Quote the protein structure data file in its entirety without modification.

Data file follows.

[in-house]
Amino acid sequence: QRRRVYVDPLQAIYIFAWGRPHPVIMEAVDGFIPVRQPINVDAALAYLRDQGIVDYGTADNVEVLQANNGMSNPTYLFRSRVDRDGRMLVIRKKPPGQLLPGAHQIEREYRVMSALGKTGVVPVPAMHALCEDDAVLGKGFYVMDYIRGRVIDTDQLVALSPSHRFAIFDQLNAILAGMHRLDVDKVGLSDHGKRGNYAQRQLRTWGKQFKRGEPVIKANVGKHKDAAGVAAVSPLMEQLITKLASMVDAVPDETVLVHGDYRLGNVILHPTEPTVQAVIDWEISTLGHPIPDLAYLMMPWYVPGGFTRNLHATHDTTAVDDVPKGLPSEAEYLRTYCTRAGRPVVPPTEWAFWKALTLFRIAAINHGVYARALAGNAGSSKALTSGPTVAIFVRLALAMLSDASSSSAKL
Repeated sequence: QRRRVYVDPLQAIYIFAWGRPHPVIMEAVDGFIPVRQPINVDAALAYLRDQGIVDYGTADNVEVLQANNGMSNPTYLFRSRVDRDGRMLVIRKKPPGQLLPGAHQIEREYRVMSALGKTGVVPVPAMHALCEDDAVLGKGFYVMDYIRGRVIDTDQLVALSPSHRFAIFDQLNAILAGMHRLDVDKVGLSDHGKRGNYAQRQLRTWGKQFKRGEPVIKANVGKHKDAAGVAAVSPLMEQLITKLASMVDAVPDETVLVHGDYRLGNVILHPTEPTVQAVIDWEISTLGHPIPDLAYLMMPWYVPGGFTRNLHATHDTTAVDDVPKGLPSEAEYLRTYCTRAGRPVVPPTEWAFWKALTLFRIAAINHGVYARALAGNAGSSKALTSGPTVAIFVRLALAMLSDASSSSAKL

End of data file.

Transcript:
[in-house]
Amino acid sequence: QRRRVYVDPLQAIYIFAWGRPHPVIMEAVDGFIPVRQPINVDAALAYLRDQGIVDYGTADNVEVLQANNGMSNPTYLFRSRVDRDGRMLVIRKKPPGQLLPGAHQIEREYRVMSALGKTGVVPVPAMHALCEDDAVLGKGFYVMDYIRGRVIDTDQLVALSPSHRFAIFDQLNAILAGMHRLDVDKVGLSDHGKRGNYAQRQLRTWGKQFKRGEPVIKANVGKHKDAAGVAAVSPLMEQLITKLASMVDAVPDETVLVHGDYRLGNVILHPTEPTVQAVIDWEISTLGHPIPDLAYLMMPWYVPGGFTRNLHATHDTTAVDDVPKGLPSEAEYLRTYCTRAGRPVVPPTEWAFWKALTLFRIAAINHGVYARALAGNAGSSKALTSGPTVAIFVRLALAMLSDASSSSAKL
Repeated sequence: QRRRVYVDPLQAIYIFAWGRPHPVIMEAVDGFIPVRQPINVDAALAYLRDQGIVDYGTADNVEVLQANNGMSNPTYLFRSRVDRDGRMLVIRKKPPGQLLPGAHQIEREYRVMSALGKTGVVPVPAMHALCEDDAVLGKGFYVMDYIRGRVIDTDQLVALSPSHRFAIFDQLNAILAGMHRLDVDKVGLSDHGKRGNYAQRQLRTWGKQFKRGEPVIKANVGKHKDAAGVAAVSPLMEQLITKLASMVDAVPDETVLVHGDYRLGNVILHPTEPTVQAVIDWEISTLGHPIPDLAYLMMPWYVPGGFTRNLHATHDTTAVDDVPKGLPSEAEYLRTYCTRAGRPVVPPTEWAFWKALTLFRIAAINHGVYARALAGNAGSSKALTSGPTVAIFVRLALAMLSDASSSSAKL